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    Influence of grinding parameters on the quality of high content PCBN cutting inserts.pdf

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    Influence of grinding parameters on the quality of high content PCBN cutting inserts.pdf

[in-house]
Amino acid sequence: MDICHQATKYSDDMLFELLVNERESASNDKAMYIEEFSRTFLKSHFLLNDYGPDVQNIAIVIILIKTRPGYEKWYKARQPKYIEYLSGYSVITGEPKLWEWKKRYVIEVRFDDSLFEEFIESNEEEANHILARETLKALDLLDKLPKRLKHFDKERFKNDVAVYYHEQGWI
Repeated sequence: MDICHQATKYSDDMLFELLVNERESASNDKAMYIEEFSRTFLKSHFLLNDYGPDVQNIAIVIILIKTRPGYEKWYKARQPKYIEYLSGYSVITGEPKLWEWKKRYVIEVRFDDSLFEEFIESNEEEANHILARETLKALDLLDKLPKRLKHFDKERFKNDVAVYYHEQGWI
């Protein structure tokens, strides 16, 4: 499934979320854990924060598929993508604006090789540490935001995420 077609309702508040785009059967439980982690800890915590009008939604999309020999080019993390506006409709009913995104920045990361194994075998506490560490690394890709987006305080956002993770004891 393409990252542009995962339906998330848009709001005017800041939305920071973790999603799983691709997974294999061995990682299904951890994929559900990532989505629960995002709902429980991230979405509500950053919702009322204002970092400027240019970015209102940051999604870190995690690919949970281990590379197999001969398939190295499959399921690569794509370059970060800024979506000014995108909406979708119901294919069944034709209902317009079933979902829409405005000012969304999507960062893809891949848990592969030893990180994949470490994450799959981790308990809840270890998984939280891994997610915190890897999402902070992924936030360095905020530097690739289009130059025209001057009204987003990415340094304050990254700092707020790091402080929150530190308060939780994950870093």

Journal of Materials Processing Technology 214 2014 276– 284Contents lists available at ScienceDirectJournal of Materials Processing Technologyjou rn al h om epage www.elsevier.com/locate/jmatprotecInfluence of grinding parameters on the qualitycontent PCBN cutting insertsB.Institute der aArticleReceivedReceivedAcceptedAvailable online xxxKeywordsToolPCBNGrindingin grainroughnessof theof1.geouscuttingresistance,propertiesKlocke and Knig, 2008. Since diamond tools have a low chemi-cal stability during cutting ferrous materials, polycrystalline boronnitride PCBN was created to replace its use McKie et al., 2011.Currently, PCBN is mainly applied in high speed and hard machiningCook and Bossom, 2000.geometriesandformationfragments.rial,frompermanentKnig,materials.criticalcrackkoehlerifw.uni-hannover.decarlos.ehvgmail.comcutting speed, lead to a decrease of the process forces, surfaceroughness, as well as dimensional and form errors Kopac andKrajnik, 2006. Furthermore, higher cutting speeds enable a pro-ductivity increase, since an increase of the feed velocity withoutroughness deterioration becomes possible Klocke et al., 1997.0924-0136/http//dx.doi.org/10.1016/j.jmatprotec.2013.09.013Due to its high hardness and abrasiveness, targeted surfaces andin PCBN inserts are manufactured by grinding MalkinHwang, 1996. Grinding of brittle materials is dominated by theof micro-cracks and the resultant break out of workpieceWith the penetration of grain cutting edges in the mate-radial and lateral cracks are formed. The chip removal resultsthe lateral cracks in particular, while axial cracks lead to adamage of the workpiece peripheral zone Klocke and2005.However, a ductile machining can be carried out even on brittleFor this, single grain chip thicknesses under a determinedvalue are necessary. Under this value the required energy forpropagation is higher than for plastic yielding Bifano et al.,∗Corresponding author. Tel. 49 5117625207; fax 49 5117625115.E-mail addresses denkenaifw.uni-hannover.de B. Denkena,J. Khler, venturaifw.uni-hannover.de,C.E.H. Ventura.Otherwise Tso and Liu 2002 note during grinding of polycrys-talline diamond PCD that lower cutting speeds reduce shocksbetween wheel diamond grains and PCD grains. In addition, thecarbonation of PCD grains due to high temperatures can be avoided.Friemuth 2002 establishes that during the grinding of cuttinginserts the use of grinding wheels with smaller abrasive grain sizesalso brings advantages. A reduced grain size leads to a significantincrease of the active cutting edges, contributing to the decrease ofthe single grain chip thickness. Consequently, the load on each grainis reduced and an improvement of the surface and edge quality isobtained.As already noted, the single grain chip thickness is an importantfactor, which describes the contact relations between workpieceand grinding wheel. Thus, it enables the characterization of theinfluence of different process input parameters on the workpiecequality. Main factors affecting this characteristic value are feed andcutting speed, abrasive grain size and grain concentration. Feedand cutting speeds are related to the kinematic of the process,while grain size and concentration contribute by describing the– see front matter 2013 Elsevier B.V. All rights reserved.Denkena, J. Khler, C.E.H. Ventura∗of Production Engineering and Machine Tools, Leibniz Universitt Hannover, Anr t i c l e i n f ohistory11 June 2013in revised form 28 August 20139 September 2013grindingcutting insertwheel weara b s t r a c tPlunge-face grinding is commonlyprocess design, an investigationPCBN inserts is carried outincluding a variation of edge chipping and flank facesize as well as an increasequality. Moreover, a variationquality.IntroductionIn order to attend to the demands of an economically advanta-process and to lead to a proper workpiece surface quality,tool materials must have a high hardness and abrasivea sufficient toughness, good mechanical and thermalat high temperatures as well as a high chemical stabilityof highUniversitt 2, 30823 Garbsen, Germanyused to finish PCBN cutting inserts. In order to reach an adequateof the influence of the grinding parameters on the quality of high contentthis work. For this, the inserts are ground with different grinding wheelssize and bonding, dressing feed rates, feed and cutting speeds and theare measured. It was found that a reduction of the abrasive graindressing feed rate lead to an improvement of the insert edge and surfacethe cutting and feed speeds has only a small influence on the PCBN insert 2013 Elsevier B.V. All rights reserved.1991. In this way, the removal mechanism with small single grainchip thicknesses and high specific energy is caused predominantlyby ductile flow. In contrast, low specific energy and larger chipthicknesses indicate a brittle fracture Chen et al., 2010.The right choice of the feed and cutting speed, as well as thegrinding wheel specification, is relevant to a ductile grinding Yasui,2007. Smaller chip thicknesses, resulting from an increase of theB. Denkena et al. / Journal of Materials Processing Technology 214 2014 276– 284 277supergrindingplunge-facetoincreasesnotationgrainincreaseschipbemicroscopicicalcausesflatteningthiscausebetweenofwheelspiece1980enedtwobondHowever,grindingetersprotrusionmeanthatity.sharperLargeronforces.arisedressingdecreasingFig. 1. Dynamics of diamond wheel during grinding ofwheel layer. Friemuth 1999 demonstrates that ingrinding the number of active edges is inversely relatedthe square of the grain size and the single grain chip thicknesslinearly with the grain size. However, this approach doestake into account the wheel wear and, consequently, the vari-of the grinding wheel topography during grinding. Although,flattening, for example, leads to a reduction of the grain size,the number of active grains and decreases the single grainthickness. Other factors such as feed and cutting speed mustalso considered with regard to their effects on wheel wear.Grinding wheel wear can be characterized as macroscopic orwear and results from mechanical, thermal and chem-loads. Mechanical loads affect the wheel macro geometry anddimension and form deviations.Microscopic wear describes grain wear like grain break out,or pullout of grains Hitchiner and Wilks, 1983. Incontext, thermal loads play an important role, since they cangraphitization of diamond grains and damage the interfacegrains and bonding Wimmer, 1995. During grindingsuper hard polycrystalline materials with diamond grindingthe wear results mainly from the flattening of grains Fig. 1Mamalis et al., 2000.In order to reduce the effects of the wheel wear on the work-an adequate dressing process is needed Komanduri and Reed,. While conventional abrasive wheels are trued and sharp-in a single operation, super abrasive wheels require frequentlydistinct operations, since a sufficient grain protrusion from thelevel is normally not achieved Tnshoff and Geisweid, 1979.simultaneous truing and sharpening of fine-grit diamondwheels with a SiC-roll is possible, when the right param-are chosen. Thereby, it is possible to reach an adequate grainand wheel form in a single step Friemuth, 1999.Huang 2001 defines the dressing intensity as the resultantforce acting on each abrasive grain during dressing and notesthe reduction of this intensity leads to a better surface qual-He explains that a higher dressing intensity produces largeredges and a lower intensity produces more micro edges.edges cause lower forces, but deeper grooves. Micro edgesthe other hand produce lower roughness and higher grindingParticularly in grinding of PCBN inserts high wear and forcesand geometry deviations can occur. In this case, an adequateprocess cares for a proper flatness of the abrasive layer,the risk of deviations Michels, 2005.hard polycrystalline materials Mamalis et al., 2000.Considering the difficulties in grinding PCBN tool material andbecause of the high costs involved to investigate this process, alimited number of works related to this topic is published. So thereis a lack of knowledge, which has to be resolved due to the grow-ing importance of PCBN cutting tools in machining, the so-calleddifficult to cut materials.With the goal to reach an adequate process design, investiga-tions on the influence of the grinding parameters on the qualityof a PCBN insert were performed. For this, a systematic variationof the feed and cutting speed as well as the dressing feed and thegrinding wheel specification i.e., grain size and bonding materialwas carried out. Grinding wheel wear and grinding forces were alsoexamined in order to support the obtained results.2. Materials and methodsThe experiments were carried out on a five-axis grindingmachine type Wendt WAC 715 Centro with a maximum rotation1625 rpm. The dressing system of the applied machine consists ofa cup wheel and its axial feed movement enables sharpening andtruing of the grinding wheel with a single dressing roll in only oneoperation.In these investigations cutting speed vcwas varied from 10 to30 m/s, feed speed vfafrom 1 to 10 mm/min and dressing feed ratevfadfrom 0.5 to 2.0 H9262m/s. Different diamond grain sizes were testedD10, D15, D36 and D46. Moreover, for the grain size D36 a vitrifiedand a resinoid bonded wheel were applied. All grinding wheels haveconcentration C120 5.5 Kt/cm3.The insert has specification SNMA120408 and has eight PCBNcorners brazed onto a cemented carbide substrate of grade K10-20. The PCBN part is composed of 90 PCBN and TiCN and Co asbond materials. PCBN grain size is 4 H9262m and its Vickers hardness is36.4 0.48 GPa.In comparison with the grain and bond wear caused by PCBN,the cemented carbide part plays a minor role and can be neglected,but clogging of the wheel during grinding of the cemented car-bide part can occur. Aiming to avoid this situation and to eliminatewheel form deviations a continuous dressing is performed in alltests. The total plunge depth depends on the dressing feed rateand on the grinding feed speed, which defines the process time.The rotational speed of the dressing roll cannot be adjusted and isfixed in 375 rpm. Grinding wheels with different grain sizes mustbe dressed with dressing rolls of different grain sizes in order toprovide wheel flatness, sharpness and to avoid high wear rates of278 B. Denkena et al. / Journal of Materials Processing Technology 214 2014 276– 284Fig. 2. Measurement setup for measurement of wheel topography.the wheel and roll. In this way, the variation of the wheel grain sizeimplies at the same time a variation of the dressing roll grain size.All dressing rolls are of Al2O3. The combinations “grinding wheelgrain size–dressing roll grain size” follow the recommendation ofthe grinding wheel manufacturer and are D10–320 Mesh, D15–320Mesh,measuringchippinginsert,methodferentH9262ingvaluelated.process has been quantified by the optical 3D measurement deviceMikrocad GFM. Twenty measurements per insert were performedin different positions of different edges. In each grinding test, foursides of the insert flank faces were ground and each test wasD36–220 Mesh, D46–180 Mesh.The quality of the inserts after grinding was evaluated bythe average surface roughness Ra and maximum edgeRk. Due to the small PCBN area in the flank face of thethe measurement of the surface roughness by a tactilewas not possible. In this way, two areas of 1 mm2in dif-sides of the insert were acquired by the laser point sensorScan, Nanofocus, and five roughness profiles, transverse to grind-direction, were measured in each area. After that the averageand standard deviation of ten measurements were calcu-The measurement of the edge chipping after the grindingFig. 3. Edge chipping Rk and flank face average roughnessrepeated once. The normal and tangential force values correspondto an average of the obtained forces in each side of the insert.The forces were measured with two Kistler sensors type 9213. Theacquisition was carried out with a charge amplifier type 5015 ofthe same company. An acquisition rate of 2500 Hz and a low passfilter with cutting frequency of 1000 Hz were applied. Details of theforce measurement system can be seen in Denkena et al. 2013.It is known that the total force FT during grinding of an insertside is made up of the force acting on the PCBN part FCBN and ofthe force acting on the cemented carbide part Fcarbide. The magni-tude of these components is not only due to the properties of eachmaterial, but also proportional to the respective ground area ACBNRa under variation of grinding wheel grain size.B. Denkena et al. / Journal of Materials Processing Technology 214 2014 276– 284 279Fig. 4. Grain protrusion Rpk and area-related grinding forces under variation of grinding wheel grain size.and Acarbide. Aiming to just evaluate the forces acting on the PCBNpart of the insert, the following expression Eq. 1 was usedFprimeprimeCBN,R[FT,R− Fprimeprimecarbide,R Acarbide]ACBN1wherearea-relatedtangential.andmentcarbidenottreatedprocessterizationtopographyAfter each test two negative samples of the topography in dif-ferent regions of the grinding wheel were produced with a lighthardening mass and scanned by means of the laser point sensorH9262Scan, Nanofocus. The samples were then inverted and measured.This method enables the acquisition of the grinding wheel topog-raphy without the need to remove the tool from the machine. Fig. 2FprimeprimeCBNis the area-related force for PCBN part, Fprimeprimecarbideis theforce for cemented carbide and R means normal orIn order to apply the equation, Fprimeprimecarbideand FTin normaltangential directions were measured separately. The measure-of Fprimeprimecarbideis obtained from the grinding of the cementedpart alone, since its area is large enough and continuousinterrupted by the PCBN part.A quantification of the wheel wear by means of the G ratio is notin this study. However, the evaluation of the influence ofparameters on the workpiece quality demands the charac-of the abrasive layer, since changes of the grinding wheelcause force and workpiece surface variations.Fig. 5. Edge chipping Rk, flank face average roughness Ra, grinding forces andshows the measurement setup.Werner 1994 affirms that roughness parameters are foundunsuitable for the assessment of vitrified grinding wheels. Local,deep pores affect the profile, so that these surface parameters donot provide statistically significant statement about the wheel layercharacteristic. He still says that the Abbott curve provides a moredetailed statement about the topography. In this way, the reducedpeak height Rpk can be used to characterize the grain protrusion,regarding their mutual dependence Sroka, 2005. From each sam-ple an area of 4 mm2was acquired and five profiles were measured.Therefore the average value and standard de